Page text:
Interrelation between elementary cognitive schemata and melodic surface in Mozart’s music

June 19, 2011

Paper to be presented at the annual meeting of the Israel Musicological Society in Raanana, July 3–4

A widespread view in recent research on 18th century music is that the melodic surface of a given composition results from combining and elaborating on a number of elementary cognitive schemata, assimilated by composers of the period during early stages of their career. A possible implication of this approach is that melodic events at the foreground level should be considered variable and open for modifications. This stance is taken up by a current approach in musical interpretation, promoting improvisation on the basis of the original text. My research into the correlation between key choice and musical structure in Mozart’s music supports a contrary view. Apparently, Mozart would perceive two melodic formulations as equivalent (and, consequently, tend to use them in connection with the same key) on the basis of literal resemblance at the surface level and not due to the implementation of common deep-level schemata. This, in turn, invites a closer examination of the concept of “decorability” and of the conditions under which melodic formulations in Mozart’s music permit or prohibit modifications.

Mozart and the Grief Process – Interpreting the String Quintet in G Minor K. 516

April 18, 2009

Mozart and the Grief Process – Interpreting the String Quintet in G Minor K. 516

Uri Rom



This article appears in the collection: Interpretare Mozart, Conveno Internationale di Studi, Milano, 19-21 Maggio 2006, ed. by Mariateresa Dellaborra, Guido Salvetti & Claudio Toscani, Libreria Musicale Italiana, Lucca 2007, pp. 381-387. See:

In this paper I will address questions of continuity and process building in Mozart’s string quintet K.516. I will try to show that this work, probably more than any other composition by Mozart, exemplifies the concept of an overall structure, crossing the borders between the individual movements. I will also try to show that, allowing for a metaphorical interpretation of music along the lines of Nelson Goodman’s symbol theory[1], the G minor string quintet may be viewed as a representation of grief process as described by modern psychology.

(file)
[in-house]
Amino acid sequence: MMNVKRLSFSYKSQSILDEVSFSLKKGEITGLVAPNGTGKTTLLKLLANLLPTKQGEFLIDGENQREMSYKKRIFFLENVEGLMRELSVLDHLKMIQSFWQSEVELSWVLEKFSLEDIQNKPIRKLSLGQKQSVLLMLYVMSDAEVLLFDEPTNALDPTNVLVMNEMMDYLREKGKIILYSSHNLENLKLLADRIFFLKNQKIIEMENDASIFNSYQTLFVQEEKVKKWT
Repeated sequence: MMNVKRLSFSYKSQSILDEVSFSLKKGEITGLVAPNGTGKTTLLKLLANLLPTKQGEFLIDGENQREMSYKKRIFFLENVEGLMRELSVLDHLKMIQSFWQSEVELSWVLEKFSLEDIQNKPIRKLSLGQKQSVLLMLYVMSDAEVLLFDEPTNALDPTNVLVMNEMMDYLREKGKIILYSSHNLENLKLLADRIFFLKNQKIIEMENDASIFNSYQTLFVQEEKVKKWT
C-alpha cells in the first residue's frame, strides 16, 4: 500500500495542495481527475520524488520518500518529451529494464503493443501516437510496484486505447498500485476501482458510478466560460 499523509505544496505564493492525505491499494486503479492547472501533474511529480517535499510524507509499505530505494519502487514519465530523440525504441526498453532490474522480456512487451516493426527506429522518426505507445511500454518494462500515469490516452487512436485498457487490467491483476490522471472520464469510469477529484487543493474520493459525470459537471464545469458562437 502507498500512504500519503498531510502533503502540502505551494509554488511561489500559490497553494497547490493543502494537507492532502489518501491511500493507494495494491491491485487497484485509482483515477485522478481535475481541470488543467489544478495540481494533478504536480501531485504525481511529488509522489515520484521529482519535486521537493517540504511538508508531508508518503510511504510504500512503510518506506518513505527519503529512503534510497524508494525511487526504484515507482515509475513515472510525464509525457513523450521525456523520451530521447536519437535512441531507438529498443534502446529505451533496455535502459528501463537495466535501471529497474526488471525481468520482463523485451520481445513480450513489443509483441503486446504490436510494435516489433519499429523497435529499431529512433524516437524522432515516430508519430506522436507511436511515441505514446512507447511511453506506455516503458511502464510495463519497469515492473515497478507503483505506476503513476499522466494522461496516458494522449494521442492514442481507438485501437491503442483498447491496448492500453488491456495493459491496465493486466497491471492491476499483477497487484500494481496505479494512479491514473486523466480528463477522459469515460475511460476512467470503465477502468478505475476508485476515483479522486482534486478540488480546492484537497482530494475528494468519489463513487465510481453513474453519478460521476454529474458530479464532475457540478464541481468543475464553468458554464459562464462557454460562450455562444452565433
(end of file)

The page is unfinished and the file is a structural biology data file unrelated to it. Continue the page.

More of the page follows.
One feature which has been recognized in almost all analyses of Mozart’s string quintet is the quite unorthodox succession of movements, shown in the table below:

I Allegro

II Menuetto – Allegretto

III Adagio ma non troppo

IV Adagio/Allegro

This succession of movements shows two outstanding features, differing from the prevailing norm in Mozart’s oeuvre. The minuet appears here before, rather than after the slow movement; further, the finale is preceded by a slow introduction which, due to its extraordinary length and intensity, could be almost considered as a further slow movement. None of these procedures is in itself without precedent in Mozart’s works.[2] The combination of both, however, resulting in two consecutive slow movements, is unique to the G minor quintet. Whereas almost all discussions of Mozart’s G minor string quintet point out the unusual features of its overall structure, analyses have hitherto failed to observe that there is possibly a method to the apparent irregularity of the quintet.

Looking at the list of Tempi, we may note that it exemplifies a clear directionality from fastest to slowest. Beginning with the Allegro of the first movement and ending with the Adagio of the introduction to the finale an overall process of retardation spans the entire work, offering an absolute exception in Mozart’s Works and possibly also in the entire Viennese classic. The final rondo allegro is excluded from this process and in the course of the following discussion, I will also try to show why.

My claim is that this succession of Tempi could not be a chance product of Mozart’s compositional process: note the exactness with which Mozart differentiates between the Allegro of the first movement and the Allegretto of the minuet and – even finer – between the Adagio ma non troppo of the third movement and the Adagio of the slow introduction to the finale. It seems to me quite implausible that Mozart should have gone into introducing such irregularities in the order of movements and into making such subtle distinctions among the tempi, had he not consciously intended the gradual process of retardation in the quintet.

However, four tempo instructions are still not enough to create a musical process which is also accessible to the listener. In order for that to happen, the composer has to establish a sense of continuity in the work, reaching beyond the movement borders, so that each tempo may be heard in relation to the preceding as well as to the following tempo, in spite of the silences between the movements. Mozart masters this apparently impossible task by applying a variety of musical resources at the joints between the movements, as I would now like to demonstrate.